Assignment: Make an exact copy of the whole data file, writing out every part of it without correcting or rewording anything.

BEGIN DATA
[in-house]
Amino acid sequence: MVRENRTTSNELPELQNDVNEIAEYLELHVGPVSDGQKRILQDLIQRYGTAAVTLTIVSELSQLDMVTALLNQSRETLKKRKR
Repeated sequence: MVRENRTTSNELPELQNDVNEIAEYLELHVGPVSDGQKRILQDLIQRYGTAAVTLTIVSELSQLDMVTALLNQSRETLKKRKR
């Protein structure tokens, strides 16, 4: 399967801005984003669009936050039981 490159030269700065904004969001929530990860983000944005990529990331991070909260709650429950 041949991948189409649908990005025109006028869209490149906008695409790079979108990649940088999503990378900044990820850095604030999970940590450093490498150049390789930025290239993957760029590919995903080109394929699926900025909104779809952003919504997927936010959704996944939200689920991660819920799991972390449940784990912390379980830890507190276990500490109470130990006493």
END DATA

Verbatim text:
[in-house]
Amino acid sequence: MVRENRTTSNELPELQNDVNEIAEYLELHVGPVSDGQKRILQDLIQRYGTAAVTLTIVSELSQLDMVTALLNQSRETLKKRKR
Repeated sequence: MVRENRTTSNELPELQNDVNEIAEYLELHVGPVSDGQKRILQDLIQRYGTAAVTLTIVSELSQLDMVTALLNQSRETLKKRKR
């Protein structure tokens, strides 16, 4: 399967801005984003669009936050039981 490159030269700065904004969001929530990860983000944005990529990331991070909260709650429950 041949991948189409649908990005025109006028869209490149906008695409790079979108990649940088999503990378900044990820850095604030999970940590450093490498150049390789930025290239993957760029590919995903080109394929699926900025909104779809952003919504997927936010959704996944939200689920991660819920799991972390449940784990912390379980830890507190276990500490109470130990006493």